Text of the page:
5) Nick Franklin, SS, Grade B: Borderline B+. Don't be discouraged by the weird numbers at High Desert. He's got unusual pop for a middle infielder, and I think he has a decent chance to stick at shortstop
6) Vinnie Catricala, 3B-1B-OF, Grade B-: Borderline B. I don't know where he fits on defense but he should hit for average, get on base, and provide at least moderate power. B- might be too low, could go with straight B.
7) Francisco Martinez, 3B, Grade B-: It would be easier to get a read on this guy if the Tigers had handled him more cautiously, but he is very young and the bat has shown signs of coming around. Better chance to handle third base than Catricala, but needs more polish in all phases.
8) Alex Liddi, 3B, Grade B-: He ranks higher on my list than on most others, because I think his glove is better than his reputation. I suspect groupthink going on about his defense, but both visually and objectively it has gotten better, good enough to stay there in my view. Won't hit for average, but a guy who can hit 20 homers, play third, and is just 23 seems like a solid prospect to me.
9) Phillips Castillo, OF, Grade B-: High-ceiling bat, needs to improve plate discipline and hit outside the Arizona Rookie League, but very young. Could be best hitting prospect in the system a year from now.
10) Brad Miller, SS, Grade B-: Hitting style is unusual but he raked in college, controls the zone well, gets on base, runs well, and looked great with the bat in brief Midwest League debut. Lots of questions about his erratic glove, may end up at second but would be blocked there by Dustin Ackley.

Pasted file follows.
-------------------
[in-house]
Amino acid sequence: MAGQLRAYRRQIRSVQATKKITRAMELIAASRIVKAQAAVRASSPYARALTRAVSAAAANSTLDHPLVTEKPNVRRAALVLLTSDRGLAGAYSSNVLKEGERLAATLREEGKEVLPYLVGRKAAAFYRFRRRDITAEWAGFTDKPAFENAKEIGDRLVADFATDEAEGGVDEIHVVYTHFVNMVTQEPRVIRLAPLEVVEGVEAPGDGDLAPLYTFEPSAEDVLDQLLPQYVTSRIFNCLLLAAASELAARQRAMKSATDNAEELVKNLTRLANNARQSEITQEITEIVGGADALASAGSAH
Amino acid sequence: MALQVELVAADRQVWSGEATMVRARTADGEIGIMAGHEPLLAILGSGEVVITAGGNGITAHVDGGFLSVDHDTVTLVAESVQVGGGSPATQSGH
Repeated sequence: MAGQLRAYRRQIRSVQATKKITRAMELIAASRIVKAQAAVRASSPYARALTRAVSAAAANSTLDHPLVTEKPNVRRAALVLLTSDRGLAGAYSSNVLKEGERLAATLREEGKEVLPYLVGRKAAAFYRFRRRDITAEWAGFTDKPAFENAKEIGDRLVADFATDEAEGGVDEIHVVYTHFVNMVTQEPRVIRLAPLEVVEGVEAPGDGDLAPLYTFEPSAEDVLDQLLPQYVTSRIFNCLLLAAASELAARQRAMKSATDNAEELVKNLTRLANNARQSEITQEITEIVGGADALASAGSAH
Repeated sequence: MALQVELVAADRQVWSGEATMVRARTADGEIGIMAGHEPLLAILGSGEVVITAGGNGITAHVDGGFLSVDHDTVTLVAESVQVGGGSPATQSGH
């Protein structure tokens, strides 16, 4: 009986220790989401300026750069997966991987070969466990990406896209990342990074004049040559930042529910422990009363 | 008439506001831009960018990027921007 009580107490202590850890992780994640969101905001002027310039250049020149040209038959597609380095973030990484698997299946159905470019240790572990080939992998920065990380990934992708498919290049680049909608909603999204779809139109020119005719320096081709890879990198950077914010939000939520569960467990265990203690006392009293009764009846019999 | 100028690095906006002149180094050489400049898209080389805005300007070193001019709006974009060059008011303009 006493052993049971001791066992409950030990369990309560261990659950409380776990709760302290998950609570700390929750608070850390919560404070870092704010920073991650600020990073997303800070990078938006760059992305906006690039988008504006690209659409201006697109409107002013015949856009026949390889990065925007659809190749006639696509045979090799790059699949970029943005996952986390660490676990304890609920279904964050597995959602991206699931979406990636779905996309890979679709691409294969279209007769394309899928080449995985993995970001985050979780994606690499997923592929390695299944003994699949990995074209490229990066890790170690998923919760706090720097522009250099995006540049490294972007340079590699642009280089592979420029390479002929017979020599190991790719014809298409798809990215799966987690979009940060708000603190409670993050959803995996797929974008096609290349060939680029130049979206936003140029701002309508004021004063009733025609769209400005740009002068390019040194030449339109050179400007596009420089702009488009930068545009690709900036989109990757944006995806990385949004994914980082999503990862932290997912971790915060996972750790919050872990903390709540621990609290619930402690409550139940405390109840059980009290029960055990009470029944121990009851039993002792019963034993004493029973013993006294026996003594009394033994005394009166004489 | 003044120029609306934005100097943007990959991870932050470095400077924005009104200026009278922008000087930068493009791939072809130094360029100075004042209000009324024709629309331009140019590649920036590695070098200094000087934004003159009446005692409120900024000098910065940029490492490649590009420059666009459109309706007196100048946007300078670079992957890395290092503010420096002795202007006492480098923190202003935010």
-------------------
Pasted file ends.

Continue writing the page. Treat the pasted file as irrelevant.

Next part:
11) Chance Ruffin, RHP, Grade B-: Borderline C+: His upside is limited, but he's ready now, and while he doesn't have classic closer stuff, it would not surprise me to see him get a shot in that role eventually.
12) Guillermo Pimentel, OF, Grade C+: Enormous raw power but with terrible plate discipline, young enough to improve. Like Castillo, he could rank much higher next year if he polishes his approach.
13) Stephen Pryor, RHP, Grade C+ High-ceiling relief arm was awful at High Desert but suddenly gained control at Double-A Jackson. Could help sooner than expected if that progress sticks.
14) Martin Peguero, SS, Grade C+: Signed as Estelion. Big bonus guy out of the Dominican, didn't really live up to expectations in Arizona Rookie League but was just 17. Very erratic defense.
15) Victor Sanchez, RHP, Grade C+: Big-bonus signee out of Venezuela at age 16, hasn't pitched yet, throws hard but we need to see him, etc.
16) Tyler Marlette, C, Grade C+: Talented, if somewhat raw, defender with a chance to hit if he can resolve some swing/discipline issues.